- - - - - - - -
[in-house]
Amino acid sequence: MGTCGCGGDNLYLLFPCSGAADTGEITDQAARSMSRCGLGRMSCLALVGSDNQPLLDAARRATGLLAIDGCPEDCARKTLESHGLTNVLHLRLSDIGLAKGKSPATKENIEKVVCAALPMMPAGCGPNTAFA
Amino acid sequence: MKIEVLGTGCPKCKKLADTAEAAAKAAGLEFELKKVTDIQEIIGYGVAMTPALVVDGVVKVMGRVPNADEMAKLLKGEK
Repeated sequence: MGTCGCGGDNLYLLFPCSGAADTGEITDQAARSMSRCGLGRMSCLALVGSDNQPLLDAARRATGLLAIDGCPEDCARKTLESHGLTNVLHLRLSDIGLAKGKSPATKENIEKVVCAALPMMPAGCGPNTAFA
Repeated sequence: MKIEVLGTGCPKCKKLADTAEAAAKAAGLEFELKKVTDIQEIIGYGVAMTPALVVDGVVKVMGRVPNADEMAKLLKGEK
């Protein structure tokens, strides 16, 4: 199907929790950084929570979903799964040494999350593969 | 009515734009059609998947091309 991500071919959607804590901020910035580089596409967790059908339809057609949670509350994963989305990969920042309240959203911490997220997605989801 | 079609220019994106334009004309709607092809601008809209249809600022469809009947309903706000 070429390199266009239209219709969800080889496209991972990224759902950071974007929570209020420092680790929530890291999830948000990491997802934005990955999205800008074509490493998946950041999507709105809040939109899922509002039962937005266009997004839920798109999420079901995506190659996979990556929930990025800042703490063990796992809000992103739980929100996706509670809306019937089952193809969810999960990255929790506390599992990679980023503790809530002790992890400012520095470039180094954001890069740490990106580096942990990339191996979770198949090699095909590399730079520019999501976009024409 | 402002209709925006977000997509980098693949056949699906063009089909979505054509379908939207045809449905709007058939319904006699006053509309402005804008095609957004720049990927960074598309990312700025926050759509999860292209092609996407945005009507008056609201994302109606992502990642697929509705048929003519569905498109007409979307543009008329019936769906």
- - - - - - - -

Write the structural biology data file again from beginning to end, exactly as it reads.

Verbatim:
[in-house]
Amino acid sequence: MGTCGCGGDNLYLLFPCSGAADTGEITDQAARSMSRCGLGRMSCLALVGSDNQPLLDAARRATGLLAIDGCPEDCARKTLESHGLTNVLHLRLSDIGLAKGKSPATKENIEKVVCAALPMMPAGCGPNTAFA
Amino acid sequence: MKIEVLGTGCPKCKKLADTAEAAAKAAGLEFELKKVTDIQEIIGYGVAMTPALVVDGVVKVMGRVPNADEMAKLLKGEK
Repeated sequence: MGTCGCGGDNLYLLFPCSGAADTGEITDQAARSMSRCGLGRMSCLALVGSDNQPLLDAARRATGLLAIDGCPEDCARKTLESHGLTNVLHLRLSDIGLAKGKSPATKENIEKVVCAALPMMPAGCGPNTAFA
Repeated sequence: MKIEVLGTGCPKCKKLADTAEAAAKAAGLEFELKKVTDIQEIIGYGVAMTPALVVDGVVKVMGRVPNADEMAKLLKGEK
């Protein structure tokens, strides 16, 4: 199907929790950084929570979903799964040494999350593969 | 009515734009059609998947091309 991500071919959607804590901020910035580089596409967790059908339809057609949670509350994963989305990969920042309240959203911490997220997605989801 | 079609220019994106334009004309709607092809601008809209249809600022469809009947309903706000 070429390199266009239209219709969800080889496209991972990224759902950071974007929570209020420092680790929530890291999830948000990491997802934005990955999205800008074509490493998946950041999507709105809040939109899922509002039962937005266009997004839920798109999420079901995506190659996979990556929930990025800042703490063990796992809000992103739980929100996706509670809306019937089952193809969810999960990255929790506390599992990679980023503790809530002790992890400012520095470039180094954001890069740490990106580096942990990339191996979770198949090699095909590399730079520019999501976009024409 | 402002209709925006977000997509980098693949056949699906063009089909979505054509379908939207045809449905709007058939319904006699006053509309402005804008095609957004720049990927960074598309990312700025926050759509999860292209092609996407945005009507008056609201994302109606992502990642697929509705048929003519569905498109007409979307543009008329019936769906």